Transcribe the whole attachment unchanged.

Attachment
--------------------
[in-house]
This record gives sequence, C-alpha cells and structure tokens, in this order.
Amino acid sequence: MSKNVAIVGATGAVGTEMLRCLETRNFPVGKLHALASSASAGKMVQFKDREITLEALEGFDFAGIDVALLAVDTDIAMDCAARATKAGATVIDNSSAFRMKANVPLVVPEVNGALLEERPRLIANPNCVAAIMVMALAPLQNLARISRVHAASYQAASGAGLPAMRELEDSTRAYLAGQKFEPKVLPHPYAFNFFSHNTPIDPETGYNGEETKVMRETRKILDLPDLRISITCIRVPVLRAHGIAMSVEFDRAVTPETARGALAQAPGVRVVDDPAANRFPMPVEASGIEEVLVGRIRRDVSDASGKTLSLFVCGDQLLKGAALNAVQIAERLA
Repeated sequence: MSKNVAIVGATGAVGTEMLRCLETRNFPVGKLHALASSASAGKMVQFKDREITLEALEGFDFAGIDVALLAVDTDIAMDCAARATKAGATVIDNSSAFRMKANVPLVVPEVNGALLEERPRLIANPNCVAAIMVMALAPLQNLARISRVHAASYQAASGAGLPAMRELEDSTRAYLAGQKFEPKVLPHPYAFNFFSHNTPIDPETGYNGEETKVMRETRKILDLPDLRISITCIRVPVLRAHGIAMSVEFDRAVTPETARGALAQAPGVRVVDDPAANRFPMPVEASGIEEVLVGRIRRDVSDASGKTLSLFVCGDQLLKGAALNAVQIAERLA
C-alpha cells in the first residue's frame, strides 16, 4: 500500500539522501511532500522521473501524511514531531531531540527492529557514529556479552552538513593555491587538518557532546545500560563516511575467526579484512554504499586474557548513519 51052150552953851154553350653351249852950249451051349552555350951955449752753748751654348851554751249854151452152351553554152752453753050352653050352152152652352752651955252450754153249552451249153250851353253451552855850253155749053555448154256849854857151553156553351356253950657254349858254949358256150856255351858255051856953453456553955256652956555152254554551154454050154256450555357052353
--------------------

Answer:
[in-house]
This record gives sequence, C-alpha cells and structure tokens, in this order.
Amino acid sequence: MSKNVAIVGATGAVGTEMLRCLETRNFPVGKLHALASSASAGKMVQFKDREITLEALEGFDFAGIDVALLAVDTDIAMDCAARATKAGATVIDNSSAFRMKANVPLVVPEVNGALLEERPRLIANPNCVAAIMVMALAPLQNLARISRVHAASYQAASGAGLPAMRELEDSTRAYLAGQKFEPKVLPHPYAFNFFSHNTPIDPETGYNGEETKVMRETRKILDLPDLRISITCIRVPVLRAHGIAMSVEFDRAVTPETARGALAQAPGVRVVDDPAANRFPMPVEASGIEEVLVGRIRRDVSDASGKTLSLFVCGDQLLKGAALNAVQIAERLA
Repeated sequence: MSKNVAIVGATGAVGTEMLRCLETRNFPVGKLHALASSASAGKMVQFKDREITLEALEGFDFAGIDVALLAVDTDIAMDCAARATKAGATVIDNSSAFRMKANVPLVVPEVNGALLEERPRLIANPNCVAAIMVMALAPLQNLARISRVHAASYQAASGAGLPAMRELEDSTRAYLAGQKFEPKVLPHPYAFNFFSHNTPIDPETGYNGEETKVMRETRKILDLPDLRISITCIRVPVLRAHGIAMSVEFDRAVTPETARGALAQAPGVRVVDDPAANRFPMPVEASGIEEVLVGRIRRDVSDASGKTLSLFVCGDQLLKGAALNAVQIAERLA
C-alpha cells in the first residue's frame, strides 16, 4: 500500500539522501511532500522521473501524511514531531531531540527492529557514529556479552552538513593555491587538518557532546545500560563516511575467526579484512554504499586474557548513519 51052150552953851154553350653351249852950249451051349552555350951955449752753748751654348851554751249854151452152351553554152752453753050352653050352152152652352752651955252450754153249552451249153250851353253451552855850253155749053555448154256849854857151553156553351356253950657254349858254949358256150856255351858255051856953453456553955256652956555152254554551154454050154256450555357052353